The problem with overly verbose package installation

March 25, 2010

We just applied a kernel update to all of our Ubuntu LTS machines. This is a quite verbose process; on the machine I captured logs for, it produces no less than 40 lines of status output (and another 14 lines before things start installing). And this count understates things because some of those are very long lines that wrap around on any real terminal.

(The kernel updating was done with 'apt-get install ...'.)

I'm sure that the authors of the Ubuntu kernel package and all of the management programs involved in this update process thought that they had very important things to tell people, and some of this is because we have a fair number of kernels installed as a result of running these systems for a while; we might get about 14 lines less if we went around removing old kernels by hand. Sadly, all of those people are wrong, and I will tell you why: I lied about the line count.

On a few of our machines, including the one I have logs for, applying the kernel updates didn't produce 40 lines of output; it produced 41. The extra line in the middle was an error report (possibly not a significant one; it's not clear and the machines all rebooted with the new kernel). How many machines? I don't know. The difference between 40 lines and 41 lines is not very easy to notice, especially in repetitive text that you see ten or twenty copies of.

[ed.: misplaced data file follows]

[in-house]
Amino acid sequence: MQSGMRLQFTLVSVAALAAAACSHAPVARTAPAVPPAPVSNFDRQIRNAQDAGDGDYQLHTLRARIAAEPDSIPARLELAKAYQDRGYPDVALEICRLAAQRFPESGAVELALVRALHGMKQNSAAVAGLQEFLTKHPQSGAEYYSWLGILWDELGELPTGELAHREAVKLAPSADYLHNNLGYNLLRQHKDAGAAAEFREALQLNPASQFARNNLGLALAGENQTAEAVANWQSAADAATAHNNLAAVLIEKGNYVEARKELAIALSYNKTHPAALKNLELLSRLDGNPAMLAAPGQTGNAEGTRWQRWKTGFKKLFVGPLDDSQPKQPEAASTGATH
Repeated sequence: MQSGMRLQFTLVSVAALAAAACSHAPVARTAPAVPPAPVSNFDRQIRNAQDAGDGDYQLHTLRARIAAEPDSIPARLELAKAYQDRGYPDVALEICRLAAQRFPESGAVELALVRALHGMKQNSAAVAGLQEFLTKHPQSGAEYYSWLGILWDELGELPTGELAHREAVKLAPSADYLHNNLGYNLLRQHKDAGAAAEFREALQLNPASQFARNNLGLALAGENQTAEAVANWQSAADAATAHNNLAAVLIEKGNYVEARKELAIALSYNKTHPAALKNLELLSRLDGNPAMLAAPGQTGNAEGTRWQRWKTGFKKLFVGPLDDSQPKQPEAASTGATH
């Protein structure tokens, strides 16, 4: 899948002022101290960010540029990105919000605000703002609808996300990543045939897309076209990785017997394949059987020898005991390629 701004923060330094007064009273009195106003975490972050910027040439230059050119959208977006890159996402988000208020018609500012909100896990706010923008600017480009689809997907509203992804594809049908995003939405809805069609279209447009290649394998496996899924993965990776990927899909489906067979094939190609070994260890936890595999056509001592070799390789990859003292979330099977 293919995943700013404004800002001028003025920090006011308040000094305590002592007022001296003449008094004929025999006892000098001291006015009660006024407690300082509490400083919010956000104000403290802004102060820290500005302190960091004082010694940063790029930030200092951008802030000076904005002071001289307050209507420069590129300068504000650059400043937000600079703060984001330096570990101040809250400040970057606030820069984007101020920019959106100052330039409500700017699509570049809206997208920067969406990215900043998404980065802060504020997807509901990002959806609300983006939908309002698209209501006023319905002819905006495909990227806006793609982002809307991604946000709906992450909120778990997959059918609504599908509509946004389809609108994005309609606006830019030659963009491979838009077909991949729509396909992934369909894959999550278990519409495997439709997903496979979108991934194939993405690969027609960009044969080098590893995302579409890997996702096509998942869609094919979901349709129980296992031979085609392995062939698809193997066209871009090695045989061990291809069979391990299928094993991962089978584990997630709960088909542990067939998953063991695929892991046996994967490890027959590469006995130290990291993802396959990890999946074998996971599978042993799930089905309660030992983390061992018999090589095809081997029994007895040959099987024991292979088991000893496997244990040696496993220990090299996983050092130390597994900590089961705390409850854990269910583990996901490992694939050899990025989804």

And this is the problem: overly verbose package installation hides problems. Problem reports are a needle in a haystack, and the haystack is your regular output; the more regular output, the less the needle stands out. Produce almost no output and the needle is glaringly obvious.

The other factor is how simple and patterned your regular output is. Yum has a fair bit of output by default but it has a very simple pattern (it's progress bar after progress bar), so it is relatively easy to pick out exceptional messages (not as easy as it would be if there was less output, though). The Ubuntu kernel update process's regular output is unpatterned, normal text, so a problem message does not particularly stand out unless you look carefully.

(By 'patterned' here I mean the abstract visual patterns, divorced of particular words and so on. Humans are quite good at spotting breaks in regular visual patterns; we are much less good at spotting particular things in a random mash of visual stuff.)

It's my jaundiced opinion that the problem here is a cultural one. I doubt there's anything intrinsic about apt-get that requires things to be verbose; instead, Debian and now Ubuntu has created a culture where it is both acceptable and routine for package installation to produce a lot of status messages and reports about completely routine events. At this point, the keepers of the culture might even view it as somehow wrong for packages to be silent.

(By contrast, the culture surrounding RPMs has generally been strongly in the 'no noise is good news' camp, where RPMs should not generate output during installation, removal, and upgrades unless something goes wrong.)

Sidebar: the particular error we saw

For the benefit of anyone who is curious, we saw error messages of the form:

Setting up linux-image-2.6.15-55-amd64-server (2.6.15-55.83) ...
ln: creating symbolic link `/tmp/mkinitramfs_8tcKVS/bin/true' to `/usr/lib/klibc/bin/true': File exists

I don't know what causes these. Since the machines did reboot into the new kernel and do not seem to have exploded, my motivation for digging into the depths of potential faults in initial ramdisk building is low.

Written on 25 March 2010.
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Last modified: Thu Mar 25 01:14:33 2010
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